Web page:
The failure of the Prairial insurrection led to the immediate fall of those deputies who had supported the demands of the populace. Before the close of the sitting, Goujon, with Gilbert Romme, Jean-Michel Duroy, Adrien Duquesnoy, Pierre Bourbotte, Pierre-Aimable de Soubrany, and others were placed under arrest by their colleagues> Taken out of Paris, he and his fellow prisoners had a narrow escape from a mob at Avranches on their way to the château du Taureau (fr) in Brittany. While being held in prison there, he composed revolutionary poetry.[8]

They were brought back to Paris for trial before a military commission on 17 June, although no proof of their complicity in organizing the insurrection could be found. (In fact, with the exception of Goujon and Bourbotte, the accused did not know each other). They were sentenced to death. In accordance with a pre-arranged plan, they attempted suicide on the staircase leading from the courtroom with a knife that Goujon had concealed. Goujon succeeded, as did Romme, Bourbotte and Soubrany[9] but the others merely wounded themselves, before being taken immediately to the guillotine.

Before his suicide, he said: "I swore to defend her (i.e. the Constitution of Year I) and die for her, I die happy not to have betrayed my oath... I would die happier if I were certain that after me, she would not be destroyed and replaced by another constitution (i.e.the Constitution of Year III) where equality is disregarded, rights violated, and that the masses will be completely subservient to the rich, sole masters of the government and of the state."


On 3 April 1793, in Mettray, Goujon married Lise (Marie) Cormery (1771-1843), daughter of an administrator of the département of Indre-et-Loire. Camille Desmoulins praised Goujon's letter proposing marriage to Lise Cornery, with its patriotic sentiments, as an example of upright citizenship.[10] They had one son, Philarète, an architect, born in Paris on 28 Frimaire Year III (18 December 1794), who died without issue at Tours on 28 December 1832.[2][11]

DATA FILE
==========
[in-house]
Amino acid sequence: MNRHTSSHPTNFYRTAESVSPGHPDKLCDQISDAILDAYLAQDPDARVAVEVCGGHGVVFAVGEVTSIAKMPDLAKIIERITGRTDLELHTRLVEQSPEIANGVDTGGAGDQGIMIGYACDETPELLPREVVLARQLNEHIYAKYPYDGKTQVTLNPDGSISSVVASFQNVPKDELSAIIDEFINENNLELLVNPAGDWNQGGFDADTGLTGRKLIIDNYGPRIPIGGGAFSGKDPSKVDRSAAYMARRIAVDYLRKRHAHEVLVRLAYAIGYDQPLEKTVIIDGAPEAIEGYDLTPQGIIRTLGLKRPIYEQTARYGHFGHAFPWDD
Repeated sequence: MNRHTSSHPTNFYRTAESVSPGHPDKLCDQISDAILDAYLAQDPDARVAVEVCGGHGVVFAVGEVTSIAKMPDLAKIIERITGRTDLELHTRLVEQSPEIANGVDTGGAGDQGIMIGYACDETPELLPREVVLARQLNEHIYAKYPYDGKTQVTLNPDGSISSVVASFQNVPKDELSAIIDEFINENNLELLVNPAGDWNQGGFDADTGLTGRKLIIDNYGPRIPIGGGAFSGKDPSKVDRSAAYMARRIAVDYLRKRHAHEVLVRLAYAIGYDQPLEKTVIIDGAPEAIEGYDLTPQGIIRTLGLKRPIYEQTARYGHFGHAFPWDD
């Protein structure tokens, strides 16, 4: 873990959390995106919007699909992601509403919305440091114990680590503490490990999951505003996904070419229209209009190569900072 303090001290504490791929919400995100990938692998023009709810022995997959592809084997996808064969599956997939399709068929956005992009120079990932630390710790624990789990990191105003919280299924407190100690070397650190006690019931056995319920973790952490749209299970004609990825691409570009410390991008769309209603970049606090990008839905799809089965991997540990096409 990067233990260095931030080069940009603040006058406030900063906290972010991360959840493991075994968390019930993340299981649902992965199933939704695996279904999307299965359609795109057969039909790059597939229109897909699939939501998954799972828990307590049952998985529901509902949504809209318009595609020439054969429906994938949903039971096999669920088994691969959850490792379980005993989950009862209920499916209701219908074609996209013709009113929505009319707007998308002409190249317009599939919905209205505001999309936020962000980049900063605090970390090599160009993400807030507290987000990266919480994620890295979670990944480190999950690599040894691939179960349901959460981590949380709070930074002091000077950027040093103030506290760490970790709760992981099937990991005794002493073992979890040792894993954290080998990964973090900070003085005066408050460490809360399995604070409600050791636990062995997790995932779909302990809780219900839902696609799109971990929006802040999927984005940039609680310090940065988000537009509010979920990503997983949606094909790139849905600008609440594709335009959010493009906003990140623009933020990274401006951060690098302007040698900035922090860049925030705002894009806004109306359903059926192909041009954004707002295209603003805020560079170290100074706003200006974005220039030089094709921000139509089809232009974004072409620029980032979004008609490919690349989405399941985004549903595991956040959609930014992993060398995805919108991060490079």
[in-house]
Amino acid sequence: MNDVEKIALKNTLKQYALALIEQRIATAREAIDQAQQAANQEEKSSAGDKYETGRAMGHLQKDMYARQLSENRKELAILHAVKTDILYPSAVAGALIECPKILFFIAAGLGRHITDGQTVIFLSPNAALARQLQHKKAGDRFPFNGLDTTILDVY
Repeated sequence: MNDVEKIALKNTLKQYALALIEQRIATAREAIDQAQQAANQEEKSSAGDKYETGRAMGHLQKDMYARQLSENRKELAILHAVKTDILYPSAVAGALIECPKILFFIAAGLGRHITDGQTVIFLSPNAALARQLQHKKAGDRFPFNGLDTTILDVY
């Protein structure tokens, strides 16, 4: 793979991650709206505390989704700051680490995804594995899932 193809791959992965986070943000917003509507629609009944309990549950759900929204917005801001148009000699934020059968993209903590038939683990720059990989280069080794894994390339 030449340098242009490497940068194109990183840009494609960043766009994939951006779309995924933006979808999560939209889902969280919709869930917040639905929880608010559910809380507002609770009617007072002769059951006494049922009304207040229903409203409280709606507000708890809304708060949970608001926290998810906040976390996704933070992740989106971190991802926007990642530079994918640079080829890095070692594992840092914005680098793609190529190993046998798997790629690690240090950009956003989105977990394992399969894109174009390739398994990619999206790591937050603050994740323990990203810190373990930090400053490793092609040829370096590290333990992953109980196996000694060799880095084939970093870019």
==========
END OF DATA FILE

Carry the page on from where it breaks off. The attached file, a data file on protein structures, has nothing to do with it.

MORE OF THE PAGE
1. ^ a b c d Robert, Adolphe; Cougny, Gaston. "Jean-Marie, Claude, Alexandre Goujon". Assemblée Nationale. Retrieved 13 September 2017. 
  2. ^ a b c d e f g Sylvain Goujon, « Goujon Jean Marie Claude Alexandre », in Albert Soboul (dir.), Dictionnaire historique de la Révolution française, Paris, PUF, 1989 (rééd. Quadrige, 2005, p. 512-513).
  3. ^ Pascal Firges (2017). French Revolutionaries in the Ottoman Empire: Political Culture, Diplomacy, and the Limits of Universal Revolution, 1792-1798. Oxford University Press. pp. 209–. ISBN 978-0-19-875996-6. 
  4. ^ "Jean-Marie, Claude, Alexandre Goujon". Assemblée Nationale. Assemblée Nationale. Retrieved 15 September 2017. 
  5. ^ a b Michel Biard, Missionnaires de la République, Paris, CTHS, 2002, p. 516.
  6. ^ A. Ray (1861). Réimpression de l'ancien Moniteur: Convention nationale. H. Plon, imprimeur-éditeur. p. 375. 
  7. ^ Réimpression de l'Ancien Moniteur depuis la réunion des Etats-Généraux jusqu'au Consulat (Mai 1789 - Novembre 1799). Volume 23, page 668 (Au bureau central, 1842)ée
  8. ^ Bruno Fuligni (2010). L'assemblée littéraire: petite anthologie des députés poètes. Ginkgo Editeur. pp. 34–. ISBN 978-2-84679-078-9. 
  9. ^ Christopher Brooke (2012). Philosophic Pride: Stoicism and Political Thought from Lipsius to Rousseau. Princeton University Press. pp. 207–. ISBN 0-691-15208-X. 
  10. ^ Claretie, Jules (1874). Œuvres de Camille Desmoulins. Charpentier et cie. p. 33-34. 
  11. ^ Françoise Brunel, Sylvain Goujon, Les Martyrs de Prairial, textes et documents inédits, pp. 333 and 345
  •  This article incorporates text from a publication now in the public domainChisholm, Hugh, ed. (1911). "Goujon, Jean Marie Claude Alexandre". Encyclopædia Britannica. 12 (11th ed.). Cambridge University Press. p. 283.  In turn, it cites as references:
    • Defense du représentant du peuple Goujon, Paris: undated; includes the letters and a hymn written by Goujon during his imprisonment.
    • Jules Arsène Arnaud Claretie, Les Derniers Montagnards, histoire de l'insurrection de Prairial an III d'après les documents, 1867.
    • Jean Maurice Tourneux, Bibliographie de l'histoire de Paris pendant la Rév. Fr., vol. i pp. 422–425, Paris: 1890.
Political offices
Preceded by
François Louis Michel Chemin Deforgues
Minister of Foreign Affairs
8 April 1794 – 20 April 1794
Succeeded by
Martial Herman
Preceded by
Jules-François Paré
Minister of the Interior
8 April 1794 – 20 April 1794
Succeeded by
Martial Herman